Sunday, January 25, 2015
There are books that silence you—how honest and aching and true, how beautifully levered down into the soul.
This morning I am silenced by Everything I Never Told You, Celeste Ng's impeccable first novel about a daughter whose inexplicable death cracks open the vault of a family's secrets and regrets. A novel about children submitting to their parents' dreams for them, and the woeful consequences. Bill Wolfe had named this his favorite book of the year. Sarah Laurence had put it on her list. So many others, too. Believe anyone who tells you that you must read this book. Believe me. You must.
Ng is a master of the omniscient voice. A brilliant webber of divergent perspectives. A calm creator of sentences. A woman capable of writing with enormous clarity and tenderness about racism, silence, the terrible burdens of doing one's duty, the steep weight of holding that science book in your hand because your mother wants you to, the wretchedness of being the less-loved child. How do you take a heartbreaking story and still leave the reader with hope? You do it by writing through a powerful knowing not just of the past but of the future, too.
I am one of those people who writes in her books—outlining, defining, questioning. I did not write inside Ng's pages, preferring to keep them pristine. I turned back the ear of but one, knowing it would be the page that I shared, the thing that lies most at the heart of this novel. That word "different" and how we use it or abuse it in our lives.
Sometimes you almost forgot: that you didn't look like everyone else. In homeroom or at the drugstore or at the supermarket, you listened to morning announcements or dropped off a roll of film or picked out a carton of eggs and felt like just another someone in the crowd. Sometimes you didn't think about it at all. And then sometimes you noticed the girl across the aisle watching, the pharmacist watching, the checkout boy watching, and you saw yourself reflected in their stares: incongruous. Catching the eye like a hook. Every time you saw yourself from the outside, the way other people saw you, you remembered all over again.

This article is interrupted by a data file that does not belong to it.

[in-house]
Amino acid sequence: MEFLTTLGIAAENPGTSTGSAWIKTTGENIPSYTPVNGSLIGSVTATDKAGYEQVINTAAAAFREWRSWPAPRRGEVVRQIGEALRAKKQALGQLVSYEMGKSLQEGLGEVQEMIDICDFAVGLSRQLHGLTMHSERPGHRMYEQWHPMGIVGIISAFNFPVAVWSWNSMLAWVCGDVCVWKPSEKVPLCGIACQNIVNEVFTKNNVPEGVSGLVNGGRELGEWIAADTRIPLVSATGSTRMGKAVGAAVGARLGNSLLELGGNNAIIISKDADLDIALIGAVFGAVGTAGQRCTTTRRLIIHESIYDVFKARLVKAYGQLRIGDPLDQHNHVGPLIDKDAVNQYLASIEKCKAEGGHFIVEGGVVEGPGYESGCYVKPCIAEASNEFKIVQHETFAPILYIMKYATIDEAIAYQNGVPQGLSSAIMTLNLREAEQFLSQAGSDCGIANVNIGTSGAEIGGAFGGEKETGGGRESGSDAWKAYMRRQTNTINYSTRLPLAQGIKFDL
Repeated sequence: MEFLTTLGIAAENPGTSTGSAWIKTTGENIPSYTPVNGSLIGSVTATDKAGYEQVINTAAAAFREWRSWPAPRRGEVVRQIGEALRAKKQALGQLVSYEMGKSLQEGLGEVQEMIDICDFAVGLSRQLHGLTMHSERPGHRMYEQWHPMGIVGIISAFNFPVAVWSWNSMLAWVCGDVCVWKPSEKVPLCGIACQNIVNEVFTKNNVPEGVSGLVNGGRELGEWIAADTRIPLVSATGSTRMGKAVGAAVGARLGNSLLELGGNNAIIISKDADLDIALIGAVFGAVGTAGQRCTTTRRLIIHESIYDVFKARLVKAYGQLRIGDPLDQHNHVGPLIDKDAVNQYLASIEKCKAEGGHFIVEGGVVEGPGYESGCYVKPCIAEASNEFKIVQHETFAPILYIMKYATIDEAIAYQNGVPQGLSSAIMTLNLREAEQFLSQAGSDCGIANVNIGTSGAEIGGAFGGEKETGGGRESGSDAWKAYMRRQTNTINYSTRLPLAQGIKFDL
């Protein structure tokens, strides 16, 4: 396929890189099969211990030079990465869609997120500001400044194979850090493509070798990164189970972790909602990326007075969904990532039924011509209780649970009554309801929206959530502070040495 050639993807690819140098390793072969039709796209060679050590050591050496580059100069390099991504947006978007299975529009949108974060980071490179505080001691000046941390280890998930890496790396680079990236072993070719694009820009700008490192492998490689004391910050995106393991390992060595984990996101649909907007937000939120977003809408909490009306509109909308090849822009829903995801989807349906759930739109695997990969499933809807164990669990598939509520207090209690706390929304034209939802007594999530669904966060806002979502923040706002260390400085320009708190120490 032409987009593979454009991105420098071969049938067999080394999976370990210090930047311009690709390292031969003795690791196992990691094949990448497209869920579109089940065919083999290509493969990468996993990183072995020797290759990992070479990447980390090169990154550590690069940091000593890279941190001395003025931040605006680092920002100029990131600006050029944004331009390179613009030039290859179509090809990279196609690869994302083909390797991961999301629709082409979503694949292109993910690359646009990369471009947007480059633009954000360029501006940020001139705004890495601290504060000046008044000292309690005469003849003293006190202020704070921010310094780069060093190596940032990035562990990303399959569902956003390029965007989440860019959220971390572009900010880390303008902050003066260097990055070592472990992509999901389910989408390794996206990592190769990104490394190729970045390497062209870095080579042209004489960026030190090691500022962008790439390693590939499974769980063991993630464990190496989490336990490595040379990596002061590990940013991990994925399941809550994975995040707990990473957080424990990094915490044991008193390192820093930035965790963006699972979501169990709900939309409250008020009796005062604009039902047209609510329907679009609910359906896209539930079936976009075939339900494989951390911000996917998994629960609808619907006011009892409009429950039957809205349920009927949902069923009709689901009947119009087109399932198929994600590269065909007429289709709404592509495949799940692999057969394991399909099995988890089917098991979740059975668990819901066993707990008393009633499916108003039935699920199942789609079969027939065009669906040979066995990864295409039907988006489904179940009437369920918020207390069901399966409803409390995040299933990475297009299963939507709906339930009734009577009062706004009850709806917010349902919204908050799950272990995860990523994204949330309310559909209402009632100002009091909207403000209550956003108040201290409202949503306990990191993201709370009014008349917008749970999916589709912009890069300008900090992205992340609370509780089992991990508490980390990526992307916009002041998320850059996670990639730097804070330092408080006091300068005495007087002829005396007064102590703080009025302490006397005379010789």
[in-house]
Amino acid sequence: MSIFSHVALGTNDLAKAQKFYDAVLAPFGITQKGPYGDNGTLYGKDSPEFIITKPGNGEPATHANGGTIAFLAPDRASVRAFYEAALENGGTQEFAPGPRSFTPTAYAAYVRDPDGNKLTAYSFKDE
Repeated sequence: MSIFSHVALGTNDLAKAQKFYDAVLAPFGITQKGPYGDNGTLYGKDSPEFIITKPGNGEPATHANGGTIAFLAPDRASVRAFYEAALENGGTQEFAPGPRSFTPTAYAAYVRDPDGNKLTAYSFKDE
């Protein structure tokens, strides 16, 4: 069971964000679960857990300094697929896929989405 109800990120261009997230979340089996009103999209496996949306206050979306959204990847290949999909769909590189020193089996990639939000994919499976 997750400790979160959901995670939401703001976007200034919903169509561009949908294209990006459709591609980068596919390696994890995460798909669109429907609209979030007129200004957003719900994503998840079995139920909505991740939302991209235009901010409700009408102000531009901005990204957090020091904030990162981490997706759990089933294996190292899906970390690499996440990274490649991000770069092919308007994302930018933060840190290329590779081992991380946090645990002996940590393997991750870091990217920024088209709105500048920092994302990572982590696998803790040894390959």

I was reading Claudia Rankine's Citizen: An American Lyric the same time that I was reading Ng. I was thinking of how many times I have likely gotten it wrong in my own language—despite all these years now with my own Salvadoran husband, all these years fighting labels in life and on the page. Even those of us who should fully understand the nuances of prejudicial language can, horrifyingly, get it wrong, and will again. I mean to take nothing away from Ng's magnificent novel by including words from Rankine in this post, but they do, I believe, go together. They must—both these books—be read.
You are twelve attending Sts. Philip and James School on White Plains Road and the girl sitting in the seat behind asks you to lean to the right during exams so she can copy what you have written. Sister Evelyn is in the habit of taping the 100s and the failing grades to the coat closet doors. The girl is Catholic with waist-length brown hair. You can't remember her name: Mary? Catherine?
You never really speak except for the time she makes her request and later when she tells you you smell good and have features more like a white person. You assume she thinks she is thanking you for letting her cheat and feels better cheating from an almost white person.